It’s a great movie if you haven’t seen it.
Today David Leyonhjelm thanked smokers for their contributions to treasury in a speech to the parliament.
A crossbench senator has thanked Australia’s smokers and attacked successive governments for increasing tobacco taxes in a speech in Federal Parliament.
Liberal Democratic Party Upper House representative David Leyonhjelm voiced his gratitude to smokers for the $8 billion they provide in tobacco taxes each year.
“Your generosity to the nation’s Treasury is truly staggering,” he told the Senate.
The ABC is in shock.
At the time, former Labor prime minister Kevin Rudd argued the increases were necessary because tobacco-related diseases cost more than $31 billion to the national economy annually and cause 15,000 deaths each year.
The Federal Government’s Quit Now website lists the habit as the largest cause of death and disease in the country.
It estimates 50 people die from tobacco-related illnesses each day in Australia.
They are probably not used to hearing an alternate perspective on this and so many other matters.
The Henry Review identified ten taxes that raised 90 per cent of total Australian tax revenue. Tobacco excise is one of those ten.
Anyway – I graphed the percentage of tobacco excise to federal health expenditure over the past few years and going forward. Data from 2007-08 are from the Final Budget Outcome for each year, while the data from 2014-15 to 2017-18 are from this years Budget Papers.
Smokers pay for a lot of Australia’s health budget (of course the excise revenue goes into consolidated revenue first) and that is before we consider what they pay in terms of the income tax, medicare levy, and so on.
Non-smokers are clearly being cross-subsidised by smokers.*
Now we can quibble if that is a good or bad thing. What is happening is that the health lobby want to get their hands on that loot and be in a position to spend that money themselves rather than have it go into the consolidated revenue pot and get allocated to the benefit of all Australians (to the extent that government spending benefits anyone).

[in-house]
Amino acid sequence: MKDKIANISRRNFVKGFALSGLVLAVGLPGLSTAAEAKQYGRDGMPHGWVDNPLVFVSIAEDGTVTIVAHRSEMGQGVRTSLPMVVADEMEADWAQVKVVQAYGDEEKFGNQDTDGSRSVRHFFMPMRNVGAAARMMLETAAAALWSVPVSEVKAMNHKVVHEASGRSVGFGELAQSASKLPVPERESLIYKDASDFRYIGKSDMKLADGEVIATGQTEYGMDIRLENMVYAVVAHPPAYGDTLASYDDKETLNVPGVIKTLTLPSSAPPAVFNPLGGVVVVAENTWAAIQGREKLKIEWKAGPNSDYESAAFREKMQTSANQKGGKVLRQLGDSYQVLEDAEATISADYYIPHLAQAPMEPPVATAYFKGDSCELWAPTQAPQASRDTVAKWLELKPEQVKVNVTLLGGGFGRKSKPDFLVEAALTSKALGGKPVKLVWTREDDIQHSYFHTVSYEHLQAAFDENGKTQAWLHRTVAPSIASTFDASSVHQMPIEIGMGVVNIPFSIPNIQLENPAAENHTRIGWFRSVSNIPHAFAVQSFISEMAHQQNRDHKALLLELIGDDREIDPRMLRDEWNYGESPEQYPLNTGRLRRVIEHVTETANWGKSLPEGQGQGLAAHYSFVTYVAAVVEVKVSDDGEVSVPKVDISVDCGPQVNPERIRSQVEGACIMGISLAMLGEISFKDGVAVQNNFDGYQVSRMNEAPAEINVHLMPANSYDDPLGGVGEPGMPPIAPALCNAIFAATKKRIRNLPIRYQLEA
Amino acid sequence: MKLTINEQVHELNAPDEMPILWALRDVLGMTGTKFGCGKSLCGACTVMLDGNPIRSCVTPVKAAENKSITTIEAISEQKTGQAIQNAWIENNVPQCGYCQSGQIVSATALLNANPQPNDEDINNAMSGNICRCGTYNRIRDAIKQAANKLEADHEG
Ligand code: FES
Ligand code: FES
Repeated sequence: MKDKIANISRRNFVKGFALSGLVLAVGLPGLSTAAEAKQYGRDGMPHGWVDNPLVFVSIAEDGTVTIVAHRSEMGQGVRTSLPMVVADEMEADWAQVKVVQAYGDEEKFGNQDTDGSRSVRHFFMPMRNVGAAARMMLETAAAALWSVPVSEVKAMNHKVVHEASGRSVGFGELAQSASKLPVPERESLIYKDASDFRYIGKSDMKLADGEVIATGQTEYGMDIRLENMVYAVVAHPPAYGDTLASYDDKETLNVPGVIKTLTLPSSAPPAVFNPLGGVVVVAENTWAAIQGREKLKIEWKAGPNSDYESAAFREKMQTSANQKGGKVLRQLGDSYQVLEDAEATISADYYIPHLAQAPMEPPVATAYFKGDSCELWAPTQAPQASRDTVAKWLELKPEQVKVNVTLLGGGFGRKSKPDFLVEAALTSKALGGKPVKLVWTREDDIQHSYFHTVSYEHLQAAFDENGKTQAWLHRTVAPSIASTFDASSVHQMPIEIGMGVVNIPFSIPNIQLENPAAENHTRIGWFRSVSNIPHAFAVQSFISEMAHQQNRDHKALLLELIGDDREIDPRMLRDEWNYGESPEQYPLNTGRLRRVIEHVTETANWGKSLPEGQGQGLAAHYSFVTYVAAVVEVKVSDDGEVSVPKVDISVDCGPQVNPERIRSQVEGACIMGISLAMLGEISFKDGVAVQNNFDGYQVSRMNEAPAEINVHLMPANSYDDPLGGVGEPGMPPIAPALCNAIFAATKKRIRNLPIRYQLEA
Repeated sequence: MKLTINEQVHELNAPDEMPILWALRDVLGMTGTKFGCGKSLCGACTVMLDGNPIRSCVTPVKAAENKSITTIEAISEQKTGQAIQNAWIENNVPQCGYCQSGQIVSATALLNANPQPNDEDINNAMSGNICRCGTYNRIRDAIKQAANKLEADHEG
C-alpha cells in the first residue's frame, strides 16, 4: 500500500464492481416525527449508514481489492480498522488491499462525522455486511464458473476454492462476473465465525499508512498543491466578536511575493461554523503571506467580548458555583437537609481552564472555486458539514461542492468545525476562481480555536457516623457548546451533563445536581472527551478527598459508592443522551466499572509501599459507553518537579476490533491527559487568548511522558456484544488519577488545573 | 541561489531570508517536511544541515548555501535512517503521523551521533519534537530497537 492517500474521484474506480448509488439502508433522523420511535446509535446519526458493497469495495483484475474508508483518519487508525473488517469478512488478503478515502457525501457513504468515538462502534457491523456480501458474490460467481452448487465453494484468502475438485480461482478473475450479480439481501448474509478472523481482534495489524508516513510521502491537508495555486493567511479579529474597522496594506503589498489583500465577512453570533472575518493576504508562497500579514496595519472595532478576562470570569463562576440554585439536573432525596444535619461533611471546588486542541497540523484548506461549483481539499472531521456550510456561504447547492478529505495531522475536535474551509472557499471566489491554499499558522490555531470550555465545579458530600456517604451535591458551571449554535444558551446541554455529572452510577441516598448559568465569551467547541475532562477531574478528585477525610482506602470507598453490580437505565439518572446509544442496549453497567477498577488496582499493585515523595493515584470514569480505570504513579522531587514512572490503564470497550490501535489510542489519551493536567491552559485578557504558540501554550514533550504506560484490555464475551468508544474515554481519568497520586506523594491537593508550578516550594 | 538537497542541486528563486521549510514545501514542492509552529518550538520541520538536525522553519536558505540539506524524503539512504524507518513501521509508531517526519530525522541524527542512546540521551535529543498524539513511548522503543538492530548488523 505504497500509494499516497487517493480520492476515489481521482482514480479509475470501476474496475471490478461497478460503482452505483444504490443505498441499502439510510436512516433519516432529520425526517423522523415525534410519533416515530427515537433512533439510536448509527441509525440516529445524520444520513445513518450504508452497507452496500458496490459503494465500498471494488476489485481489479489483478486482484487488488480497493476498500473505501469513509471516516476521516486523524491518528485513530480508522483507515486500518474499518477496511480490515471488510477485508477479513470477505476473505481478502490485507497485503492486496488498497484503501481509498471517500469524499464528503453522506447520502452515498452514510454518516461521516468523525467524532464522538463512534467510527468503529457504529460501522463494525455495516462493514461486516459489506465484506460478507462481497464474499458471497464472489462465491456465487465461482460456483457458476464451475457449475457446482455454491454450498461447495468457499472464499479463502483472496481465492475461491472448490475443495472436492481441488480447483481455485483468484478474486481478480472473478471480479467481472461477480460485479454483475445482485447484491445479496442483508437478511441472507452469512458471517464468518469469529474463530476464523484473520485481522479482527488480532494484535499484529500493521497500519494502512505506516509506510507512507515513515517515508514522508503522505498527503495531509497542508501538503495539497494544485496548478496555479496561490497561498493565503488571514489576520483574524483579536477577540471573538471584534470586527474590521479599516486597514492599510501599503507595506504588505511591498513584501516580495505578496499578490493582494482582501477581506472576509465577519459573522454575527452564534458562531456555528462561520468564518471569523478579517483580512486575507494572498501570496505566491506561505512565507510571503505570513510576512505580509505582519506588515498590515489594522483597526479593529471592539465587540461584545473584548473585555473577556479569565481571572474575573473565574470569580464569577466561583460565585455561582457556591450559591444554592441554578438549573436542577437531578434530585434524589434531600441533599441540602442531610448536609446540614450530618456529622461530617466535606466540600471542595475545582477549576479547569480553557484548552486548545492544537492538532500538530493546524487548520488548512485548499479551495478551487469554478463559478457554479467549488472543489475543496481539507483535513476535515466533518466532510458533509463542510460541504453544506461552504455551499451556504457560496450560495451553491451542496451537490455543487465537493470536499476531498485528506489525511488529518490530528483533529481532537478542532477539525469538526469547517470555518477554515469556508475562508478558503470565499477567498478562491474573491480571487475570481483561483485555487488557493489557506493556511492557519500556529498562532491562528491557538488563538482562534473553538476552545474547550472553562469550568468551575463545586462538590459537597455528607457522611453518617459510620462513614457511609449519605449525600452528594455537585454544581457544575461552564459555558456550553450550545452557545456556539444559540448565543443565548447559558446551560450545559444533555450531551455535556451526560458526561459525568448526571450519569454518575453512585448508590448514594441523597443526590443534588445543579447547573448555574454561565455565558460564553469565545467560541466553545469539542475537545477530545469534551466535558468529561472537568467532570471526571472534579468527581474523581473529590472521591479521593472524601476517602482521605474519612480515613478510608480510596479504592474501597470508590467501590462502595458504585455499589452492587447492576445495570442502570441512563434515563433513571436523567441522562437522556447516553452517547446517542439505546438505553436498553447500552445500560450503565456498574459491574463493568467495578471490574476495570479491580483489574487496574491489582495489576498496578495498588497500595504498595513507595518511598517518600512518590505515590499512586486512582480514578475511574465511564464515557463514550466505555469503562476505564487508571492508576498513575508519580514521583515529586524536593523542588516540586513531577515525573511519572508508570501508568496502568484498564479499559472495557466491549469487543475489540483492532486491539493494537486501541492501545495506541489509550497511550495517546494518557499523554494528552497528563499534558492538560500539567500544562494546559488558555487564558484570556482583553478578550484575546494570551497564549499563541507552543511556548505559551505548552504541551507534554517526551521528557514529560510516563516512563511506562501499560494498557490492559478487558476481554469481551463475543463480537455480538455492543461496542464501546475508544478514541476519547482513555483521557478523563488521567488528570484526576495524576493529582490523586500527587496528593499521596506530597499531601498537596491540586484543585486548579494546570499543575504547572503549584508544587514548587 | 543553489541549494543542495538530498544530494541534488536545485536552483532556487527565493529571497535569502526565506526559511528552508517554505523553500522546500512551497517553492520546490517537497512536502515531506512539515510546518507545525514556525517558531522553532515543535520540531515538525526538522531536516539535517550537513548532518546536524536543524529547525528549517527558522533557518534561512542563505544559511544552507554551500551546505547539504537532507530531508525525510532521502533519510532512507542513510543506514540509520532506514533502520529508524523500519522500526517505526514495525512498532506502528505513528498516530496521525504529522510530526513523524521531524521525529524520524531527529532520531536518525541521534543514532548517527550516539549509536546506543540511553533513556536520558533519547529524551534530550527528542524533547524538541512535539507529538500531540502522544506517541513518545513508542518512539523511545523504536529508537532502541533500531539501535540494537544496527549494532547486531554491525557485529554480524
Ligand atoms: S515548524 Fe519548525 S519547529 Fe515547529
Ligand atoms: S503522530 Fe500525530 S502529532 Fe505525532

As we reported last month the WHO are having an anti-tobacco conference this month in Moscow – no talk of a anti-Putin boycott as far as I’m aware – and one of the proposals is for tobacco excise to increase to 70% of retail price and for that money to be spent solely on tobacco-control programs. By that we should read the anti-tobacco lobby gets to spend $8 billion to $10 billion each year given each other research grants and the like.
Now Australia hasn’t signed up to that – but can we be sure that some health department official won’t sign up to that “aspiration”, and so obligate the Australian government into a promise to divert a subsidy from smokers to non-smokers into a subsidy from smokers to public health officials? Without some clear guidance from the government a fairly low-level official in a spending portfolio might just get to reallocate one of Australia’s big tax bases.
* no doubt someone is going to point to the $31 billion figure that Kevin Rudd is quoted as having bandied around. See Eric Crampton demolish that number here.
Update: Speech here.